Like many working parents, I was a captive audience when Vote Leave‘s TV advert was broadcast this week. A two-minute film entitled Which NHS will you vote for?, it features a split screen simultaneously showing two different scenarios of NHS treatment experienced by an elderly woman who arrives at A&E, weak and coughing, accompanied by a younger woman, possibly her daughter.
The left side of the screen has the caption ‘Inside the EU’; the right side, ‘Outside the EU’. And what contrasting tales of front line NHS care they tell.
On the left, ‘Inside the EU’, the frail old lady and her daughter arrive looking anxious at the reception desk of a crowded A&E department and join a queue of other anxious looking people. The waiting area is packed with a diverse range of despondent, sick people. Meanwhile, on the right, ‘Outside the EU’, the frail old lady sails serenely through reception to the waiting area, which isn’t busy at all – just three people, including a nice middle-aged couple in matching orange tops. Over at the ‘Inside’ waiting room, inexplicably, a woman has a bandage round her head. ‘Outside the EU’, another woman calmly reads a newspaper.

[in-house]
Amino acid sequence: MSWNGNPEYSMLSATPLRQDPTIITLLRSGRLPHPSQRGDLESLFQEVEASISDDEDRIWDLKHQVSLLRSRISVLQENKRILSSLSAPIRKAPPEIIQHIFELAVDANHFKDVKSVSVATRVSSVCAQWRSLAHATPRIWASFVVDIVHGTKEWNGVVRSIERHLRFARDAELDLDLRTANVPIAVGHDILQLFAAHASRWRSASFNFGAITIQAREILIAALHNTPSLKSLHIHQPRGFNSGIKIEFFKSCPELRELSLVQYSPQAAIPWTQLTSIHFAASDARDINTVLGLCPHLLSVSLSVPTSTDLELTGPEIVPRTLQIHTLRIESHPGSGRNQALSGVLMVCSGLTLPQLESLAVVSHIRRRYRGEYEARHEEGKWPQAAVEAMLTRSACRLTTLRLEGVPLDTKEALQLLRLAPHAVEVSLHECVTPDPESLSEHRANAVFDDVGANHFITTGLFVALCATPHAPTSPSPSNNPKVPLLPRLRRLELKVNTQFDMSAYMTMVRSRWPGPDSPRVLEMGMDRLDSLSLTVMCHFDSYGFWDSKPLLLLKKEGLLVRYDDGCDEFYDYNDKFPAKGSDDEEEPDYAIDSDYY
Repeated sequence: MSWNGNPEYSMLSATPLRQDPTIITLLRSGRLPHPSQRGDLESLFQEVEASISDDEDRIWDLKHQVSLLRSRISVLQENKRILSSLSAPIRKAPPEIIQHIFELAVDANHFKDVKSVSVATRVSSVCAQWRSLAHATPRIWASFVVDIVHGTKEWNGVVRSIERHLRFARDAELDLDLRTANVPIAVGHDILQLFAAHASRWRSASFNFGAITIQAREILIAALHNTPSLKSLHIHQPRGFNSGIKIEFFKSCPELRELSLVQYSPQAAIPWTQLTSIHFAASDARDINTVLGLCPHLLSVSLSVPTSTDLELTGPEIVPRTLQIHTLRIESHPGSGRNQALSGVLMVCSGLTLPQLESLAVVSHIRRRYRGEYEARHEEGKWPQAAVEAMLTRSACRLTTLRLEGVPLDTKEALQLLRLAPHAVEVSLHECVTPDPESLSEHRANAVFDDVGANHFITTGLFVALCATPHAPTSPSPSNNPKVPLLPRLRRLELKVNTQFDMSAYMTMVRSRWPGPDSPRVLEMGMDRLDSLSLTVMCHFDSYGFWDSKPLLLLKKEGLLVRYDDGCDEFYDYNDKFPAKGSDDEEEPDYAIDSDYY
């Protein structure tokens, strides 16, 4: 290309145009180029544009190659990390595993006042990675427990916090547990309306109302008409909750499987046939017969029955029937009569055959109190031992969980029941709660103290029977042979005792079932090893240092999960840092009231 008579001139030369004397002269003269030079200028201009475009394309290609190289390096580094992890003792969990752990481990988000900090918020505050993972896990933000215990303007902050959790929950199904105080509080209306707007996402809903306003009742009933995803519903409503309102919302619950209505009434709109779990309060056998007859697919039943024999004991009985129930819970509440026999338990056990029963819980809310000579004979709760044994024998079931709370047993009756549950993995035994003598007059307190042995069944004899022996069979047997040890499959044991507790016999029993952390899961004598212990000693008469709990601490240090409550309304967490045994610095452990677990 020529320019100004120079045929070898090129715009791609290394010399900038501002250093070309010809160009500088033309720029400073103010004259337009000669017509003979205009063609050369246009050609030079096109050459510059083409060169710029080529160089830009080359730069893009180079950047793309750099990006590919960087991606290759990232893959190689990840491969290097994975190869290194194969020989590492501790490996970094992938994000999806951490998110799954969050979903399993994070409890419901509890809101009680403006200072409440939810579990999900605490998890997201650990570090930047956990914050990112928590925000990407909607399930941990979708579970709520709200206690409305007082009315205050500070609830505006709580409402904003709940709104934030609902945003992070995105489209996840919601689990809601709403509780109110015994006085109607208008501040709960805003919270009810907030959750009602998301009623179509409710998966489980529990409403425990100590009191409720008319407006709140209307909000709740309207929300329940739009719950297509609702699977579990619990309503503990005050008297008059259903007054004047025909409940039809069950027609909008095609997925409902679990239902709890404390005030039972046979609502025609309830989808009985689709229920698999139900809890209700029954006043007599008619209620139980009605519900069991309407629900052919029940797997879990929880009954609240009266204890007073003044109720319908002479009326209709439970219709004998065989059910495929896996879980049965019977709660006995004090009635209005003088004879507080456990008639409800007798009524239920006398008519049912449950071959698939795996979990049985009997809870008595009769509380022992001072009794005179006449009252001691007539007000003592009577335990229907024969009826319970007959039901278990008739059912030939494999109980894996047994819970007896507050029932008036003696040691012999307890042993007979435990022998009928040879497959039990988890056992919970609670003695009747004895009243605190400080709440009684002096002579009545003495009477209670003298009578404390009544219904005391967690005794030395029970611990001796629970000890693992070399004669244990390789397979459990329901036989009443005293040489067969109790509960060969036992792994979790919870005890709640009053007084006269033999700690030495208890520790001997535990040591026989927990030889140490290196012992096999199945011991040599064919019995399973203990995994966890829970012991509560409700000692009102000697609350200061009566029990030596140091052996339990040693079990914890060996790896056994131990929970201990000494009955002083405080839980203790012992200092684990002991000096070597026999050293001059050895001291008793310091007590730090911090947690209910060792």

‘Inside the EU’, there’s just one nurse looking unhappy and stressed as she wades through paperwork. ‘Outside the EU’, there are two nurses discussing care, empowered, on the phone, getting it sorted. The frail old woman is seen quickly, her x-rays, diagnosis and treatment carried out instantly, like Holby City, but without the affairs and roof-top sieges.
Meanwhile, back ‘Inside the EU’, the frail old woman is still waiting. Then comes the message: “Our NHS is at breaking point. Every week we spend £350 million a week to be part of the EU.” That could build one new hospital every week or be spent on doctors and nurses. Apparently.
So far, campaigns from both sides of the Brexit debate have been characterised mainly by dodgy maths, outlandish claims and warnings of destruction, doom … and now death.
As the parent of a child who was treated for cancer by the NHS, and whose successful care was world class – and indeed the result of international trials and collaborations – I object to having “our NHS” used to inspire fear for the future in this way. Inside or outside, the NHS deserves more than this cynical lack of insight, concern and respect. So do voters.
Oh, and by the way, real nurses don’t wear nail polish on duty.